One of the greatest joys of the photographer is opening the box of a brand-new camera and lifting out a pristine machine, full of potential and possibility; breathing in the new camera smell, so sensual and full of promise. I delight in the upgrading of my digital cameras as now I can get that new camera hit every year. If they could package that smell as an after-shave, I’d buy it.
I don’t splurge on the top-of-the range, $5,000 models, preferring mid-range professional cameras. Cameras that will do the job without breaking either my back or my bank. Pragmatic and unsentimental, I look at it from the point-of-view that a new digital camera can pay for itself with a single day’s work or the licencing of a few good stock shots. After that it’s all profit.
This month, I’ll enjoy that new camera charge twice. Two weeks ago with Canon’s beautifully rugged point-and-shoot, the G11…and next week opening one of those beautiful golden boxes and inhaling that heady Nikon smell with the delivery of a new D90.
I still recall the pleasures the darkroom gave me…but like old loves, I don’t want to revisit them. I’m content with replacing the smell of developer, stop bath and hypo with the more subtle and sophisticated aroma of new digital hardware. The odors of the darkroom were always about the past, of pictures already made; the smell of a new digital camera is about the future, it is the promise of pictures yet to come.
“Be not the first by whom the new are tried, nor yet the last to lay the old aside.” Alexander Pope
In 1967, I was hired by UPI to shoot publicity stills for the John Schlesinger film of Thomas Hardy’s, Far From the Madding Crowd. Ten days of big budget movie promotion with Julie Christie, and Terence Stamp. A week of hard work and hard partying; dining on venison at Longleat with the Marquess of Bath, chartered trains to tour Hardy country, fine wines, unlimited Cuban cigars…and a brief to individually photograph a hundred invited journalists from all over the world, talking with the stars. Motor drives were just coming in but I had yet to afford one and shooting 30 rolls of Tri-X a day, I blistered my thumb on the milled wind lever of my Nikons.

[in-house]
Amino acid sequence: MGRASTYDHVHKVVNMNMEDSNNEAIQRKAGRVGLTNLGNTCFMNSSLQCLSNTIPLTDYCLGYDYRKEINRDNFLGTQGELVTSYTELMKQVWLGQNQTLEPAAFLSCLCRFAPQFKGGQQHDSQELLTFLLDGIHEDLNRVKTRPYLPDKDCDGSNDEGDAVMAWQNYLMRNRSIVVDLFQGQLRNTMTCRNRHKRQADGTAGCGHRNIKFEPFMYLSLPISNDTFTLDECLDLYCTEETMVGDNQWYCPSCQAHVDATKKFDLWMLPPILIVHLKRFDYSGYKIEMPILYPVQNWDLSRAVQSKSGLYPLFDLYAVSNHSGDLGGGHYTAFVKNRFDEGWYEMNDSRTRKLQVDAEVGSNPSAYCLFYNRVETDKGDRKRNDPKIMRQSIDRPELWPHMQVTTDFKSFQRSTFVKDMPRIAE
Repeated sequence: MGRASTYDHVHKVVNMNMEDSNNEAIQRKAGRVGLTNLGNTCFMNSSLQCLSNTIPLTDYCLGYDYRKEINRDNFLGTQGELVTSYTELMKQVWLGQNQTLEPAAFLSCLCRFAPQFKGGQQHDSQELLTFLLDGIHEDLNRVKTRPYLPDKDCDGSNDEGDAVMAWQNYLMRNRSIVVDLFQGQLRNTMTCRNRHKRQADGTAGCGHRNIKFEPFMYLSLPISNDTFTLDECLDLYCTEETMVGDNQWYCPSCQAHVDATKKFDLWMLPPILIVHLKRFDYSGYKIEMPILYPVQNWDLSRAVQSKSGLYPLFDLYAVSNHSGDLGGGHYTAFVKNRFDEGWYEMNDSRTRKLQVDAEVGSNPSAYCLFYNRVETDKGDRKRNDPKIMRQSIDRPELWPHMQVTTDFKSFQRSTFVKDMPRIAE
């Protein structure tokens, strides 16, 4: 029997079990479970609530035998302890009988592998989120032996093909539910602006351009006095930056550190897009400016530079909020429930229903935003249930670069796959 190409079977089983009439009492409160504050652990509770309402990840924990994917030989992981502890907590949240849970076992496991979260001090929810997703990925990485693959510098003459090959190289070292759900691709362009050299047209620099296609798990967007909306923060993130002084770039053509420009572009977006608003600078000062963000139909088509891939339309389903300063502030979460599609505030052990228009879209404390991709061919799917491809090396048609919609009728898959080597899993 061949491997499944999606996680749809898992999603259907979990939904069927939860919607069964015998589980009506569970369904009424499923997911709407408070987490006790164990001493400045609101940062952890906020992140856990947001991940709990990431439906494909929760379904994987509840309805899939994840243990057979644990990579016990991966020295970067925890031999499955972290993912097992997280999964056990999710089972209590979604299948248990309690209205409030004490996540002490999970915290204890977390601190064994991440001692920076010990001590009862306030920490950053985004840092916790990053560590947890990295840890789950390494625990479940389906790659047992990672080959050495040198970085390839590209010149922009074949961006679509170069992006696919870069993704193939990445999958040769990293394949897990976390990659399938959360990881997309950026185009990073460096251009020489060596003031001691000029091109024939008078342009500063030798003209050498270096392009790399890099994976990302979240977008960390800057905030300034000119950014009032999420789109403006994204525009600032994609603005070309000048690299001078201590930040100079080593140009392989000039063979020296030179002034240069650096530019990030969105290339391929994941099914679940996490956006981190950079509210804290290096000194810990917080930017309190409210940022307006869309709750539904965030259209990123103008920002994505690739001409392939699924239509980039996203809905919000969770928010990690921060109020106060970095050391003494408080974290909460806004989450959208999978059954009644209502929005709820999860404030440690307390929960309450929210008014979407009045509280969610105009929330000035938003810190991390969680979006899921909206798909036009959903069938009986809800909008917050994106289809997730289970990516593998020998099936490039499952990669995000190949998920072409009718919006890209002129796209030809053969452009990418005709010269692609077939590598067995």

Terence Stamp had just come back from filming a Western in Texas (Blue) for which he had had his hair bleached. In those days when grooming was considered an essential part of status, I couldn’t help think how scruffy he looked. He was just trend-setting. It would be a year or two before I adopted a more hippy style. And in hindsight, he just looks so damned cool! Still does…
Michael Jackson, Farrah Fawcett, and most significantly the passing of Kodachrome, the 75 year old film immortalised in song by Paul Simon.
They give us those nice bright colors
They give us the greens of summers
Makes you think all the worlds a sunny day, oh yeah
I got a Nikon camera
I love to take a photograph
So mama don’t take my kodachrome away
While there have been periods of my career when Kodachrome was my film of first choice, for me, it had fallen out of favour long ago. Though I like(d) the Paul Simon song, I refuse to participate in the orgy of sentimentality about this quirky film. In fact, I can’t even get worked up about any of the supposed qualities of film. I haven’t shot a roll in 8 years.
For this old photographer, digital photography is the best thing since sliced bread, as the cliche goes. Mind you, I also happen to think that unsliced wood-fired sourdough is better than sliced bread.
Just watched Conflict. This superb first feature film by Dutch photographer Anton Corbijn led me to seek out his website. I recommend both the film and Corbijn’s beautifully cool and edgy photography. His portrait of my musical hero, Miles Davis, is for me, a standout. You’d not be wasting your time by visiting his website.